Blog: Hang on, where’s my milk? The juice on when my milk comes in

breastfeeding ... with ABA

Breastfeeding ... with ABA blog. 16 December, 2020. 

Breastmilk and breastfeeding in the first days

I sometimes hear stories about women who couldn’t breastfeed because their milk didn’t come in. If the milk was delayed for a medical reason and the mum isn’t encouraged to continue initiating breastfeeding, she may believe she’s just one of those women who doesn’t have milk and give up. If she doesn’t pump or attempt to put the baby to the breast and baby goes straight on the bottle, it can even appear as if the milk never arrived at all. But it would have, given half a chance.

It’s rare for a mother’s milk to not eventually come in, as it’s a hormonal response to the placenta being removed from the body. The general time for this to happen is 48 to 72 hours after birth, but things like a large blood loss, retained placenta, conditions like diabeteshypothyroidism, obesity, polycystic ovarian syndrome or past breast surgeries can interfere with the natural process, as can rare conditions like insufficient glandular tissue. Now that I look at it, this seems like a long list, but these are all reasons for a longer milky pause, so the message is to keep at it and don’t panic.

If there is a delay, it’s a matter of looking at why and what can be done to feed your baby in the meantime. A few years ago, I interviewed author (and now UNICEF Australia’s Breastfeeding Patron) Tara Moss in my former job as a magazine editor. Her story was typical of a new mum who was gutted to be told her body wasn’t responding the way it should. On the second day after giving birth, a paediatrician decided her milk was slow to come in and her baby was prescribed formula. Day 2! That’s 48 hours after birth. For a first-time mum, it is really normal for the milk to take the full 4 days to come in, sometimes even 5 or 6. Many mums find their milk comes in much quicker with subsequent children (mine was in at 30 hours with No. 3 and that was after a highly medicalised Caesar because of placenta praevia).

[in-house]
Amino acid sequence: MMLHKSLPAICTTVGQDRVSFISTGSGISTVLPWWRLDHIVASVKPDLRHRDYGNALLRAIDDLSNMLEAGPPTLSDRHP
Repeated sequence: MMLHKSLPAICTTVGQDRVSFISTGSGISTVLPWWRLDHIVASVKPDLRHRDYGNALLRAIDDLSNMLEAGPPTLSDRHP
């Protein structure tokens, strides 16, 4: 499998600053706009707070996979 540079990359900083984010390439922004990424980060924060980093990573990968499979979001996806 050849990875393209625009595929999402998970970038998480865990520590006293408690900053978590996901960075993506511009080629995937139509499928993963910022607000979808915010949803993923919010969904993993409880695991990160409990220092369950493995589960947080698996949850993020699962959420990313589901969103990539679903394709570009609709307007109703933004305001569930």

The important thing is to keep putting the baby to the breast. Let your baby drink that colostrum! Her stomach is teeny tiny, only the size of a 5 mL marble, so it really doesn’t need the volume of mature milk yet. Yes, she will lose weight. Yes, she may even lose a little more than 10 per cent (take into account if you’ve been on IV fluids prior to the birth of your baby, as this could elevate your baby’s birth weight). This can be closely monitored but if your baby is breastfeeding well and has a good output, then there may be little reason to pull out the formula tin.

If your milk still isn’t in by day 5 or 6 and your doctors are getting concerned, there are a number of options. You could start expressing and give baby whatever colostrum you have. If that’s not enough, you could source donor milk (especially if you have a friend or relative who is breastfeeding) or if that’s not available, a small volume of formula used as a top-up in a cup or syringe after a feed at the breast. If none of these options appeal, you could ask to be seen by a lactation consultant, wait another day, and just feed, feed, feed, every hour if you have to, and you may find that’s all you needed, voila, milk in!

WORDS // Simone Casey

Simone Casey is an Australian Breastfeeding Association counsellor and community educator from Northern Melbourne. She’s breastfed three children over nine years and has been volunteering with ABA for over 13 years, with a 6-year stint as group leader of the Pascoe Hume Group and several years as regional representative of the Tullamarine Region. Simone was a journalist for 20 years so has loved combining her writing skills with her breastfeeding knowledge to create blogs for the national website and now recording this podcast series. In 2011 she qualified as an International Board Certified Lactation Consultant and works in a private inner city hospital and runs her own lactation business doing home visits. Her volunteering highlight was at a branch conference in Ballarat when a trainee referred to her as ‘the Kylie Minogue of breastfeeding’.


For breastfeeding counselling, please call the Breastfeeding Helpline on 1800 mum2mum or 1800 686 268. The Australian Breastfeeding Association (ABA) runs the National Breastfeeding Helpline, which is available 24 hours a day, 7 days a week. It is staffed by trained, volunteer counsellors who answer calls on a roster system in their own homes. The National Breastfeeding Helpline is supported by funding from the Australian Government.

Here are more ways you can get information and support right now:

 Find out more about Breastfeeding … with ABA.